Princess Smartypants is an example of a children’s picture book which uses gender reversal to tell a story that would never really happen. What if women of high socio-economic status could choose their own marriage/non-marriage partners? The ending plays into the stereotypically MRA fear — if women were allowed autonomy they may choose not to include men at all.
Princess Smartypants has been talked about quite a bit by children’s literature critics, though I personally feel it’s not as successful as it looks at first glance. It’s still notably, however, as an early example of reversal as a way of highlighting inequality.
Gloria Steinem wrote in her 1994 book Moving Beyond Words that she has ‘gained a lot of faith in reversals’ as a way of highlighting structural inequalities and prejudices:
[Reversals] create empathy and are great detectors of bias, in ourselves as well as in others, for they expose injustices that seem normal and so are invisible. In fact, the deeper and less visible the bias, the more helpful it is to take some commonly accepted notion about one race, class, ethnicity, ability — whatever — and see how it sounds when transferred to another. […] To uncover the difference between what is and what could be, we may need the “Aha!” that comes from exchanging subject for object, the flash of recognition that starts with the smile, the moment of changed viewpoint that turns the world upside down.
Steinem then goes on to make a great job of turning Sigmund Freud into Phyllis Freud, with all of the misogynistic and historically dangerous ideas reversed, in a world where women hold the power instead of men; where the uterus is revered rather than the phallus.
STORY STRUCTURE OF PRINCESS SMARTYPANTS
Types of Archetypal Journeys
Heroes in stories will set out to accomplish one of the following 10 things. Here, of course, we have a story about number five:
1. The quest for identity
2. The epic journey to find the promised land/to found the good city
3. The quest for vengeance
4. The warrior’s journey to save his people
5. The search for love (to rescue the princess/damsel in distress)
6. The journey in search of knowledge
7. The tragic quest: penance or self-denial
8. The fool’s errand
9. The quest to rid the land of danger
10. The grail quest (the quest for human perfection)
Babette Cole subverts the reader’s expectation that the prince and princess will end up married. These days it doesn’t seem such a radical story at all, but that’s only because we’ve seen it before.
I feel this story is very much an ancestor of the Pixar film Brave:
- A princess whose parents tell her its time to put away childish, tomboy things and get married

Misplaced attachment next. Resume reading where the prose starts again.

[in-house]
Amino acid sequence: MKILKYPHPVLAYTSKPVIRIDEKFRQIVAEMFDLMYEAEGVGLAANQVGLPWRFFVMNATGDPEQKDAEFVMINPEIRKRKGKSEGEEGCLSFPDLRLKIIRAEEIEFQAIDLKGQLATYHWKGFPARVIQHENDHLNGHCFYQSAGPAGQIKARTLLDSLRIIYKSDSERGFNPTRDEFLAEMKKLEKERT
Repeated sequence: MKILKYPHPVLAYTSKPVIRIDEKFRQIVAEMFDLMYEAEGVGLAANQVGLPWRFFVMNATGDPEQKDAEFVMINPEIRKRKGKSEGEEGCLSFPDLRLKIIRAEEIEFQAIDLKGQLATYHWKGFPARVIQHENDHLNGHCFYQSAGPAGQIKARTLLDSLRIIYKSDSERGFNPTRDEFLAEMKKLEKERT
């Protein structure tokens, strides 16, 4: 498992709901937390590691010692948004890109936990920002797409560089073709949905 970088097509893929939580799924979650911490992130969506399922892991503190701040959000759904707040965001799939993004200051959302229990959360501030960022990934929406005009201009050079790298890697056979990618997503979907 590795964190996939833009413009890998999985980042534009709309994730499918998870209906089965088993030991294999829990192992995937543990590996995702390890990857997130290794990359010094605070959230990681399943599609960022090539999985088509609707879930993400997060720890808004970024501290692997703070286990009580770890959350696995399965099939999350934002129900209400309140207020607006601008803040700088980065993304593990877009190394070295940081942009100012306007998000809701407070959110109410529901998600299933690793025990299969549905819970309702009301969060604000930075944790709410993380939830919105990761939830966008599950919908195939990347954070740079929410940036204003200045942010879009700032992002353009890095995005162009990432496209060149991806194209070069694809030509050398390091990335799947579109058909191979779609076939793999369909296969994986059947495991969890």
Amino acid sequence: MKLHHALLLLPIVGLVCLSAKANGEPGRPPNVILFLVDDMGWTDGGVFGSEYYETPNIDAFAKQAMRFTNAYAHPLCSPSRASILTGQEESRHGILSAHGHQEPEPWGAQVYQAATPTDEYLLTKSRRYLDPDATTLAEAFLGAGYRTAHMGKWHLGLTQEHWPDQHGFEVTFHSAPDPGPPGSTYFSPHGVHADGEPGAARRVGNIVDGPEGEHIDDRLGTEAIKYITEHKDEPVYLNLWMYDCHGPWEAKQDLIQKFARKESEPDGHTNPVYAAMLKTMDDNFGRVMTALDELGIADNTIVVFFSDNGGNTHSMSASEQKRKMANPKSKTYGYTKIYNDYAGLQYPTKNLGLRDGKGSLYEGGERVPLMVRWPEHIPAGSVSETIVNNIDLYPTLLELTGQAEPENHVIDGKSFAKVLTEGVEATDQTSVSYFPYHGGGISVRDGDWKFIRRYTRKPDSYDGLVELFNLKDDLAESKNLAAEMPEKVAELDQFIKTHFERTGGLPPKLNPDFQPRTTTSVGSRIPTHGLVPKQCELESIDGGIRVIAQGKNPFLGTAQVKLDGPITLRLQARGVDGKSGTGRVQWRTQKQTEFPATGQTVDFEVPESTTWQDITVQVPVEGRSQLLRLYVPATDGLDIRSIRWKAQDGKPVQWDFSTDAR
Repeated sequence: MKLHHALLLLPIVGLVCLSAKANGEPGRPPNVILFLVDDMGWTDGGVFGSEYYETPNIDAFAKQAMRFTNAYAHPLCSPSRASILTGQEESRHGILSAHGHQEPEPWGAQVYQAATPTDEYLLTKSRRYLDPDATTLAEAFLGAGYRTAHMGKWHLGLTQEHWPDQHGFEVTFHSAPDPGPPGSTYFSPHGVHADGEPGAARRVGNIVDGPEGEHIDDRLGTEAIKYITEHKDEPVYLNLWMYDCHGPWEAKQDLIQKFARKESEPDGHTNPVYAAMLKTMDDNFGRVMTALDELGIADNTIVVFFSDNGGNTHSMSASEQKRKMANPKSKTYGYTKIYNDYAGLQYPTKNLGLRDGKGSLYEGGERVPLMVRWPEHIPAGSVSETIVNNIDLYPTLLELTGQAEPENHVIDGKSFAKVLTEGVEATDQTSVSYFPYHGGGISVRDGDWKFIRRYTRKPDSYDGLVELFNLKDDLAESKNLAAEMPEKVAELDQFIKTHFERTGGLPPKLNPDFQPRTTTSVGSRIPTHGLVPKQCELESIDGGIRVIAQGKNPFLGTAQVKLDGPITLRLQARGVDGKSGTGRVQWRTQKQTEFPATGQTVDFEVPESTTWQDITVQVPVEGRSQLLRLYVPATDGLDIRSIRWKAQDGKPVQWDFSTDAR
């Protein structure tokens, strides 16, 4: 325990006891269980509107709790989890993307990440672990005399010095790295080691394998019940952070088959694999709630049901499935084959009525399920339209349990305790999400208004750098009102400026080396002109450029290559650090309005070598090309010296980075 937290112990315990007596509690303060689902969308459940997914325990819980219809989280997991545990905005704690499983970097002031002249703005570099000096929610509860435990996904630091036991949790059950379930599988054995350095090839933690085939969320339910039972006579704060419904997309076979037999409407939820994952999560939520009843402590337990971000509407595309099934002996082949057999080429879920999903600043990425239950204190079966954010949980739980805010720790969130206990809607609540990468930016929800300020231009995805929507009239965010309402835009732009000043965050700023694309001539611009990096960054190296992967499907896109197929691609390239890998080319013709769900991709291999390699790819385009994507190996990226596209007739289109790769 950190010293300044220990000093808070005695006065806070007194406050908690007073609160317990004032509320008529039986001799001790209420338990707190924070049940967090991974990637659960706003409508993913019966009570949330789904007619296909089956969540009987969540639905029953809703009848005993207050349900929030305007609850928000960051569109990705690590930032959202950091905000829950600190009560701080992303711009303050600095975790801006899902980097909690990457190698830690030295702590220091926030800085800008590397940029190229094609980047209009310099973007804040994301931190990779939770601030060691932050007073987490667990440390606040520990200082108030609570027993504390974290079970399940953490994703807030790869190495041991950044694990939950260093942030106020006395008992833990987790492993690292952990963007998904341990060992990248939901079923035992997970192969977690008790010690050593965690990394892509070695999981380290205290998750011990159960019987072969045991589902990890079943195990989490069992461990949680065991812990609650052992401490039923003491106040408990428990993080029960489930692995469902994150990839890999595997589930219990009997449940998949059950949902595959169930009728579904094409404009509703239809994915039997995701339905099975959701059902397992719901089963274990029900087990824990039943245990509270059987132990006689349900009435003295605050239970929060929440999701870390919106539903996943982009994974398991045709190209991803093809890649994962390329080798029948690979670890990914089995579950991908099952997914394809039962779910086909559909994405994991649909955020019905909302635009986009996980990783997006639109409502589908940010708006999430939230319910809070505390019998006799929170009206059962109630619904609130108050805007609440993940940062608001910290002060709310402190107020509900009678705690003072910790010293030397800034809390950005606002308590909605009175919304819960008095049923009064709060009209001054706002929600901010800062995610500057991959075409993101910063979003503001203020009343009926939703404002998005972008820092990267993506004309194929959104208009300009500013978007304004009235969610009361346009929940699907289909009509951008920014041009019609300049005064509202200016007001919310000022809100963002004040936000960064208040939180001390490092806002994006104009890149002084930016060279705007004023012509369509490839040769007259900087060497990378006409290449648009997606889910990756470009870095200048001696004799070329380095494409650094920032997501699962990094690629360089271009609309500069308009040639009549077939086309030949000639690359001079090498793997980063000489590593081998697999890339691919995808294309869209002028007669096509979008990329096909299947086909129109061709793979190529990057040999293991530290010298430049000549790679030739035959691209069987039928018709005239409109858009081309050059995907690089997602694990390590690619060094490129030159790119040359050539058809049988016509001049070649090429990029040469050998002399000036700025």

- The princess doesn’t exactly fit the princess ideal — Merida because of her wild, red hair and Smartypants because of her large, red nose.
- A succession of tests for potential suitors
- In which the suitors make bumbling fools of themselves by slapstick means.
I’m no huge fan of Brave. I do know a few little girls who love it to bits, mainly because of the archery. But there’s something not quite right about the story arc, and I feel it’s a bit cheap to play the princes for laughs.
As expressed eloquently by Circadian Rhythms:
This [narrative] isn’t just saying that women don’t have to marry, it’s saying that women can humiliate men, force them to work, then don’t marry them. In fact, Princess Smartypants can only live happily ever after when she has rid herself of essentially all men (who are, needless to say, intimidated by her transfiguring osculations). Just like all women! We females can only be free once men have become the toads they are at heart!
Not only that, but the scene in which the prince is made to go shopping with the Queen mother shows him humiliated, not just because of his crawling position, but because he is in the lingerie department, weighed down by a load of female undergarments. It’s impossible to view this scene as humbling without also acknowledging at some level that female undergarments are inherently funny and shameful.
However, back in the mid 1980s when Princess Smartypants was published, the world was seeing feminist inversions of classic tales for the first time.
SETTING OF PRINCESS SMARTYPANTS
This is a parody of fairytales in general and borrows parts from all the famous ones.
- The castle is in ‘fairytale land’, but in a modern (1980s) twist
- The story makes use of the rule of threes, with three bumbling suitors
- Thrones, crowns, moats, a forest, horses and castles
- (Comically) scary mythical creatures
- A high tower made of glass (Rapunzel/Cinderella?)
- A magic ring
- Thrown into a pond (The Frog Prince etc)
Princess Smartypants has been born into a life with a rigid path; she must marry into royalty (and produce heirs).
However, she doesn’t want that life. She wants to remain single and buck conventional gender roles.
The parents, who represent the entire culture of marital expectations
She’ll vet some suitors, but she’ll set such enormous tasks that there’s no way they’ll be able to accomplish them.
The big struggle scenes comprise a large proportion of a picturebook, and sure enough the princes are put through a series of tasks which involve her scary pets or scary rides.
But ultimately, Princes Swashbuckle is able to accomplish all of these tasks. Princess Smartypants has lost the big struggle.
Except Prince Swashbuckle is not interested in her.
A ‘swashbuckler’ is an idealistic hero archetype. He rescues damsels in distress, defends the downtrodden, and in general saves the day.
However, to a modern audience the swashbuckler hero feels like a parody of himself. He is often a little bit camp. This much is left unsaid; instead, Princess Smartypants is required to kiss him (following her own rules of the game) but he turns into a frog, in an inversion of the Princess And The Frog fairytale.